July 27, 2011 — General dentists correctly diagnosed only 54.1% of all oral lesions from which they submitted biopsy specimens to Virginia Commonwealth University School of Dentistry’s oral pathology department from January 2009 to January 2010. Oral and maxillofacial surgeons, endodontists, and periodontists also had a very high misdiagnosis rate according to a new study published in the July-August issue of Quintessence International.
The lead investigator argues that the results are congruent with those of previous studies and hence are generalizable to the rest of the country. Daniel M. Laskin, DDS, also believes that there are no barriers to submitting samples for pathology analysis and that it is important that all dentists do so.
"Most dental schools have oral pathology departments that render such service. It is also possible to send specimens to a nearby hospital, which all have pathology departments," observed Dr. Laskin, professor and chairman eeritus, Department of Oral and Maxillofacial Surgery, Virginia Commonwealth University School of Dentistry, Richmond.
Gary L. Henkel, DDS, a dentist who heads Horsham Dental Elements in Horsham, Pennsylvania, agrees.
"Those percentages are really scary but they do not surprise me at all. Many lesions appear very similar clinically — they are red or white, raised or flat, ulcerated or not, but those criteria fit thousands of oral disease entities," Dr. Henkel told Medscape Medical News. "Microscopic diagnosis is often the only way to differentiate lesions of varying origin. That's why in the operating room, all removed tissue is sent for microscopic evaluation."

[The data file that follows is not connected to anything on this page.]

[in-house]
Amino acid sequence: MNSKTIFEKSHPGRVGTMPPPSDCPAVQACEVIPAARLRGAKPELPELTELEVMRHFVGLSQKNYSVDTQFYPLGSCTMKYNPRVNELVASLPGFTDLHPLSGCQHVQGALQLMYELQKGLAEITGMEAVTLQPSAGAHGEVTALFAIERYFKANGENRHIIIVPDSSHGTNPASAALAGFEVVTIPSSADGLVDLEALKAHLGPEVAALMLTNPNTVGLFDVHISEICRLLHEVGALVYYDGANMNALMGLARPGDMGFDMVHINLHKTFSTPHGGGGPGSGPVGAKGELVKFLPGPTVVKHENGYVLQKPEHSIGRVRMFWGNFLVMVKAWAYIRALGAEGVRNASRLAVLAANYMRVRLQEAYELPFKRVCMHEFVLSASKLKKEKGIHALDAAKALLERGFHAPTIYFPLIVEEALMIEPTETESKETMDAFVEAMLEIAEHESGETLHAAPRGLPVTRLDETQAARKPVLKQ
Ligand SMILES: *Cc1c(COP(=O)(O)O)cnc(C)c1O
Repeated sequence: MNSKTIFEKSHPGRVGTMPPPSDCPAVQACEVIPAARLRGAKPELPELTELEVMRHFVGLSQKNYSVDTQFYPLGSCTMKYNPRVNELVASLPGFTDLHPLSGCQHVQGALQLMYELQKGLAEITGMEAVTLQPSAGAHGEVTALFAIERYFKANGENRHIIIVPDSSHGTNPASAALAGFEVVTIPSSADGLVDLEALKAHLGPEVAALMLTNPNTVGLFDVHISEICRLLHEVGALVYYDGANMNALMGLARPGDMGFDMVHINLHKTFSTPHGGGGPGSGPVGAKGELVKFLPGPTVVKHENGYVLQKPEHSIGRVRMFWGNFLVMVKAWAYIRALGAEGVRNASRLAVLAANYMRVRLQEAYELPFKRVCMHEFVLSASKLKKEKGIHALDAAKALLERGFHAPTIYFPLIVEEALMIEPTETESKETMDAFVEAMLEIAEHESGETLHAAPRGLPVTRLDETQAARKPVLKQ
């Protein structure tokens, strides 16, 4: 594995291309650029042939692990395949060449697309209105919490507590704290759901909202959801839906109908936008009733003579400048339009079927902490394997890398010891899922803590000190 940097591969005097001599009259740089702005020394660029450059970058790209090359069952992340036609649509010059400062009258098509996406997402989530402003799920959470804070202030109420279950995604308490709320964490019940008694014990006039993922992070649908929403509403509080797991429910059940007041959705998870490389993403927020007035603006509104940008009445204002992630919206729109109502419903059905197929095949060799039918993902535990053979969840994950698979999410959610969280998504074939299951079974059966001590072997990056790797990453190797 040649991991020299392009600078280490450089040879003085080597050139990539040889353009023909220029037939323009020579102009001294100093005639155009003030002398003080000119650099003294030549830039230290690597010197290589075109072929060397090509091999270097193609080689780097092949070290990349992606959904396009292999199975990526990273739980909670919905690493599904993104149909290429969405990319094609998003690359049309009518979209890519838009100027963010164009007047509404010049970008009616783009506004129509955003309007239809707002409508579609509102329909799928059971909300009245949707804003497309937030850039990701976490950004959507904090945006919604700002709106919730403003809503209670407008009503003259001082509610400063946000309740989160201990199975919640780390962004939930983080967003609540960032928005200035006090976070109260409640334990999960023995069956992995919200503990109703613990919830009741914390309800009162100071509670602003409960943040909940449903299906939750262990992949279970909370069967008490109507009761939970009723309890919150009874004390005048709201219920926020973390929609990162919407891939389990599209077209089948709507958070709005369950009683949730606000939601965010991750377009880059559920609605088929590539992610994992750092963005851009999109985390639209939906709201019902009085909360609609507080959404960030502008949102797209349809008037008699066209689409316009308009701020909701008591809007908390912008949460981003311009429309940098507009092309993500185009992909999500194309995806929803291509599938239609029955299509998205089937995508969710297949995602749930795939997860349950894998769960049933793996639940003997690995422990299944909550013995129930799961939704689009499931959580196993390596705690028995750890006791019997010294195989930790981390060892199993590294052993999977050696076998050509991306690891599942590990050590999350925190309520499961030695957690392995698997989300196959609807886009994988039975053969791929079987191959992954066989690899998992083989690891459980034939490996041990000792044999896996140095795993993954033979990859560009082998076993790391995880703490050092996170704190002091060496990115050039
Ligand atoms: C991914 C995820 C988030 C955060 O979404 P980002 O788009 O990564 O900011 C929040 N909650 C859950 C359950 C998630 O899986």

In the study, Dr. Laskin and his colleagues reviewed the biopsy reports of all 976 tissue specimens submitted to the Department of Oral and Maxillofacial Pathology at Virginia Commonwealth University from January 2009 to January 2010. They found that 43% of the diagnoses made by the submitting clinician were incorrect.
General dentists misdiagnosed 45.9% of the oral lesions they submitted, oral and maxillofacial surgeons misdiagnosed 42.8%, endodontists misdiagnosed 42.2%, and periodontists misdiagnosed 41.2% (P = .8).
Hyperkeratosis was the most commonly missed benign clinical diagnosis, at 16% of such missed diagnoses. The other commonly misdiagnosed benign conditions were focal inflammatory fibrous hyperplasia (10%), fibroma (8%), periapical granuloma (7%), and radicular cyst (6%). Malignant lesions were misdiagnosed 5.6% of the time.
The team speculates that there may well be an even greater rate of misdiagnosis in clinical practice because a significant percentage of excised tissue may not be submitted for microscopic evaluation.
"This not only further emphasizes the need for having all excised tissues examined, but also it confirms the necessity of not relying solely on clinical impressions in deciding whether to observe or remove an oral lesion," they conclude.
The study authors have disclosed no relevant financial relationships.
Quintessence Int. 2011;42:575-577. Abstract
Medscape Medical News © 2011 WebMD, LLC
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Cite this: High Oral Lesion Misdiagnosis Rate Among Dentists - Medscape - Jul 27, 2011.